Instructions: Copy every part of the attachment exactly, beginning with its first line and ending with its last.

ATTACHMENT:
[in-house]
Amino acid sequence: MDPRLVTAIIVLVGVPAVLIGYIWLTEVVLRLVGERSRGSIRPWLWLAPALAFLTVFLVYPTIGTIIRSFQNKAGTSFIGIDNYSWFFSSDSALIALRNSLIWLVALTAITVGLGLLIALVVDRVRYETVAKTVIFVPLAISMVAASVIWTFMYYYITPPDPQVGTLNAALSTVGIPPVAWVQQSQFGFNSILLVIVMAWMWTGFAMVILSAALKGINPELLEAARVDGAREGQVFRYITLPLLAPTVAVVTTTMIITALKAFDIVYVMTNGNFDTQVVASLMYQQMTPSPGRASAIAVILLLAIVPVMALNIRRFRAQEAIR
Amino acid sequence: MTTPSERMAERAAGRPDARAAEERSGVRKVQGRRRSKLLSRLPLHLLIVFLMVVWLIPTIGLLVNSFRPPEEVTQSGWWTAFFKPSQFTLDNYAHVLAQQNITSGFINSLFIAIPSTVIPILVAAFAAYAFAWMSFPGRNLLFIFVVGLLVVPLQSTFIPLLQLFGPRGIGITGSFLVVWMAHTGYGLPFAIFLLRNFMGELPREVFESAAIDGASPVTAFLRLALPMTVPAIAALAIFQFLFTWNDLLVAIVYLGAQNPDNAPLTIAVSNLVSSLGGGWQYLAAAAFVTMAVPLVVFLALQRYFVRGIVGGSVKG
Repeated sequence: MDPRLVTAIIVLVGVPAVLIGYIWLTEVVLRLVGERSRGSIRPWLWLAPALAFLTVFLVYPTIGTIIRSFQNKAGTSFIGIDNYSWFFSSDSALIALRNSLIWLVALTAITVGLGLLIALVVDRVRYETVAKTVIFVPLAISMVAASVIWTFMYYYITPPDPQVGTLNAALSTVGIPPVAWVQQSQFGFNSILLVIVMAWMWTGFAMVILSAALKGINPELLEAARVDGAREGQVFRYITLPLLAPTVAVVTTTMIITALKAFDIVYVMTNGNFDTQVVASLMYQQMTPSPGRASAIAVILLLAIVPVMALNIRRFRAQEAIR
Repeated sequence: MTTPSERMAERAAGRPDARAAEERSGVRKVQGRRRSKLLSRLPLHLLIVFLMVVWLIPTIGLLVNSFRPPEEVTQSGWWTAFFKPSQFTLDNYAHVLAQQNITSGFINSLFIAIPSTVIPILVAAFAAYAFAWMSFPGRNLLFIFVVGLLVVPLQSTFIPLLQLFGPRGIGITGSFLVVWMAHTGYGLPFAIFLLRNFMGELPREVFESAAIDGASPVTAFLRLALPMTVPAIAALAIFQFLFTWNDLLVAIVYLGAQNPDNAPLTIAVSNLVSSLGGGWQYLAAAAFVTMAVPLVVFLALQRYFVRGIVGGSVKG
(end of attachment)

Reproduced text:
[in-house]
Amino acid sequence: MDPRLVTAIIVLVGVPAVLIGYIWLTEVVLRLVGERSRGSIRPWLWLAPALAFLTVFLVYPTIGTIIRSFQNKAGTSFIGIDNYSWFFSSDSALIALRNSLIWLVALTAITVGLGLLIALVVDRVRYETVAKTVIFVPLAISMVAASVIWTFMYYYITPPDPQVGTLNAALSTVGIPPVAWVQQSQFGFNSILLVIVMAWMWTGFAMVILSAALKGINPELLEAARVDGAREGQVFRYITLPLLAPTVAVVTTTMIITALKAFDIVYVMTNGNFDTQVVASLMYQQMTPSPGRASAIAVILLLAIVPVMALNIRRFRAQEAIR
Amino acid sequence: MTTPSERMAERAAGRPDARAAEERSGVRKVQGRRRSKLLSRLPLHLLIVFLMVVWLIPTIGLLVNSFRPPEEVTQSGWWTAFFKPSQFTLDNYAHVLAQQNITSGFINSLFIAIPSTVIPILVAAFAAYAFAWMSFPGRNLLFIFVVGLLVVPLQSTFIPLLQLFGPRGIGITGSFLVVWMAHTGYGLPFAIFLLRNFMGELPREVFESAAIDGASPVTAFLRLALPMTVPAIAALAIFQFLFTWNDLLVAIVYLGAQNPDNAPLTIAVSNLVSSLGGGWQYLAAAAFVTMAVPLVVFLALQRYFVRGIVGGSVKG
Repeated sequence: MDPRLVTAIIVLVGVPAVLIGYIWLTEVVLRLVGERSRGSIRPWLWLAPALAFLTVFLVYPTIGTIIRSFQNKAGTSFIGIDNYSWFFSSDSALIALRNSLIWLVALTAITVGLGLLIALVVDRVRYETVAKTVIFVPLAISMVAASVIWTFMYYYITPPDPQVGTLNAALSTVGIPPVAWVQQSQFGFNSILLVIVMAWMWTGFAMVILSAALKGINPELLEAARVDGAREGQVFRYITLPLLAPTVAVVTTTMIITALKAFDIVYVMTNGNFDTQVVASLMYQQMTPSPGRASAIAVILLLAIVPVMALNIRRFRAQEAIR
Repeated sequence: MTTPSERMAERAAGRPDARAAEERSGVRKVQGRRRSKLLSRLPLHLLIVFLMVVWLIPTIGLLVNSFRPPEEVTQSGWWTAFFKPSQFTLDNYAHVLAQQNITSGFINSLFIAIPSTVIPILVAAFAAYAFAWMSFPGRNLLFIFVVGLLVVPLQSTFIPLLQLFGPRGIGITGSFLVVWMAHTGYGLPFAIFLLRNFMGELPREVFESAAIDGASPVTAFLRLALPMTVPAIAALAIFQFLFTWNDLLVAIVYLGAQNPDNAPLTIAVSNLVSSLGGGWQYLAAAAFVTMAVPLVVFLALQRYFVRGIVGGSVKG